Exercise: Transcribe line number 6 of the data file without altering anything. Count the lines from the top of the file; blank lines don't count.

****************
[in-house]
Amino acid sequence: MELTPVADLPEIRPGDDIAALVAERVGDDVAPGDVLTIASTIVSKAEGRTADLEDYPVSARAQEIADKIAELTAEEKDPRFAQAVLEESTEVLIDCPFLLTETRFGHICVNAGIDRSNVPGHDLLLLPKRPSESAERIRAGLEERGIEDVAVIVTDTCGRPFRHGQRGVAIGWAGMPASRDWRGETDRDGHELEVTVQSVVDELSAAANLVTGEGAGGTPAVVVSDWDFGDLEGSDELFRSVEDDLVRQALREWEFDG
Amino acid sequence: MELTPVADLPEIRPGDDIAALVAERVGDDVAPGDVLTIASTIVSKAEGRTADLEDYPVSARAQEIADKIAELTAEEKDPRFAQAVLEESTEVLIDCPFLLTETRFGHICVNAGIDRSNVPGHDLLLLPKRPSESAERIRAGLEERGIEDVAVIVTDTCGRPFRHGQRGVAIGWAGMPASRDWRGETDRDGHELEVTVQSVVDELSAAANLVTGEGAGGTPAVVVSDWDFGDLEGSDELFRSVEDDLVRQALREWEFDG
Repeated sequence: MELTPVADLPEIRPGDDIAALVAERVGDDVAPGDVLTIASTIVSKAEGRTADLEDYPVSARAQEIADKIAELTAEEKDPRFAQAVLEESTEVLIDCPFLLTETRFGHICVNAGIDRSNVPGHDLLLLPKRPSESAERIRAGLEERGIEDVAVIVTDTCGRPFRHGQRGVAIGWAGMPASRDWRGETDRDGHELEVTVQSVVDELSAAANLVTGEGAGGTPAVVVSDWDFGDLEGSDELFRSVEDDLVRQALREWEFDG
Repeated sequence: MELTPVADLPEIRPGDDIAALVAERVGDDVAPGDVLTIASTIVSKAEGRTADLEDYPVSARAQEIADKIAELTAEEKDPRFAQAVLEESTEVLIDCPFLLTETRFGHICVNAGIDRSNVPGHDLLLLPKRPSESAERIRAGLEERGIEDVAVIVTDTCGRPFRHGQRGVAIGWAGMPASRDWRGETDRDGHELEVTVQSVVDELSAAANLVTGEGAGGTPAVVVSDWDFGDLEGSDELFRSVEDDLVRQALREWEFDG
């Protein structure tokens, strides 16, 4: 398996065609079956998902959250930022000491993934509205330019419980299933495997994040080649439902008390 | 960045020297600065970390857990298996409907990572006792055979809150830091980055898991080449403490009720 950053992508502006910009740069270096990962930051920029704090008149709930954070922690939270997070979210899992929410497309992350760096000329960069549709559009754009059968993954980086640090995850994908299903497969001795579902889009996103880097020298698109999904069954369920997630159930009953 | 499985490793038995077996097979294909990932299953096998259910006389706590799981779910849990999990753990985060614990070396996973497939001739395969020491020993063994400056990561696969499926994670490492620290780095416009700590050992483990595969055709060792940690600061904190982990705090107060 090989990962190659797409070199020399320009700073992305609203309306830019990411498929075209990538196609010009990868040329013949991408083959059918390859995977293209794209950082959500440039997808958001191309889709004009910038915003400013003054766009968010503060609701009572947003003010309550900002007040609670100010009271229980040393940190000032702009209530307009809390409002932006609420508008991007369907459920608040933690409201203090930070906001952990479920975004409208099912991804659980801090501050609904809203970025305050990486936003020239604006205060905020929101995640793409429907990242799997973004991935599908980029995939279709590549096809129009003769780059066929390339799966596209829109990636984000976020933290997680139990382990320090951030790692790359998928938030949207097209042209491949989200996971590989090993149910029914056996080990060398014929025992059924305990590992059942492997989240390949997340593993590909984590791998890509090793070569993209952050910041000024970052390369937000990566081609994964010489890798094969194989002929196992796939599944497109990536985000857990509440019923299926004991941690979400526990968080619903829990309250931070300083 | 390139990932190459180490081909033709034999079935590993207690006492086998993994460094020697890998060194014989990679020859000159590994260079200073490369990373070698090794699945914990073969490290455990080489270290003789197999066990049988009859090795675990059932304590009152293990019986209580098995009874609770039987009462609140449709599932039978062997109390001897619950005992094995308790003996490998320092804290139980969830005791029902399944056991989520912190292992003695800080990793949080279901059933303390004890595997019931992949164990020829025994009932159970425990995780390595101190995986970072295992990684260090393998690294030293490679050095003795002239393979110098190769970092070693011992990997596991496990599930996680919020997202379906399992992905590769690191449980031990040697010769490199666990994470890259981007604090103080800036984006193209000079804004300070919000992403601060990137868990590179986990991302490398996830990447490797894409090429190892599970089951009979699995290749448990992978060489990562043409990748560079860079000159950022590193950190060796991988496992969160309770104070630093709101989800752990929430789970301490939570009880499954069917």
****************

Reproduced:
């Protein structure tokens, strides 16, 4: 398996065609079956998902959250930022000491993934509205330019419980299933495997994040080649439902008390 | 960045020297600065970390857990298996409907990572006792055979809150830091980055898991080449403490009720 950053992508502006910009740069270096990962930051920029704090008149709930954070922690939270997070979210899992929410497309992350760096000329960069549709559009754009059968993954980086640090995850994908299903497969001795579902889009996103880097020298698109999904069954369920997630159930009953 | 499985490793038995077996097979294909990932299953096998259910006389706590799981779910849990999990753990985060614990070396996973497939001739395969020491020993063994400056990561696969499926994670490492620290780095416009700590050992483990595969055709060792940690600061904190982990705090107060 090989990962190659797409070199020399320009700073992305609203309306830019990411498929075209990538196609010009990868040329013949991408083959059918390859995977293209794209950082959500440039997808958001191309889709004009910038915003400013003054766009968010503060609701009572947003003010309550900002007040609670100010009271229980040393940190000032702009209530307009809390409002932006609420508008991007369907459920608040933690409201203090930070906001952990479920975004409208099912991804659980801090501050609904809203970025305050990486936003020239604006205060905020929101995640793409429907990242799997973004991935599908980029995939279709590549096809129009003769780059066929390339799966596209829109990636984000976020933290997680139990382990320090951030790692790359998928938030949207097209042209491949989200996971590989090993149910029914056996080990060398014929025992059924305990590992059942492997989240390949997340593993590909984590791998890509090793070569993209952050910041000024970052390369937000990566081609994964010489890798094969194989002929196992796939599944497109990536985000857990509440019923299926004991941690979400526990968080619903829990309250931070300083 | 390139990932190459180490081909033709034999079935590993207690006492086998993994460094020697890998060194014989990679020859000159590994260079200073490369990373070698090794699945914990073969490290455990080489270290003789197999066990049988009859090795675990059932304590009152293990019986209580098995009874609770039987009462609140449709599932039978062997109390001897619950005992094995308790003996490998320092804290139980969830005791029902399944056991989520912190292992003695800080990793949080279901059933303390004890595997019931992949164990020829025994009932159970425990995780390595101190995986970072295992990684260090393998690294030293490679050095003795002239393979110098190769970092070693011992990997596991496990599930996680919020997202379906399992992905590769690191449980031990040697010769490199666990994470890259981007604090103080800036984006193209000079804004300070919000992403601060990137868990590179986990991302490398996830990447490797894409090429190892599970089951009979699995290749448990992978060489990562043409990748560079860079000159950022590193950190060796991988496992969160309770104070630093709101989800752990929430789970301490939570009880499954069917």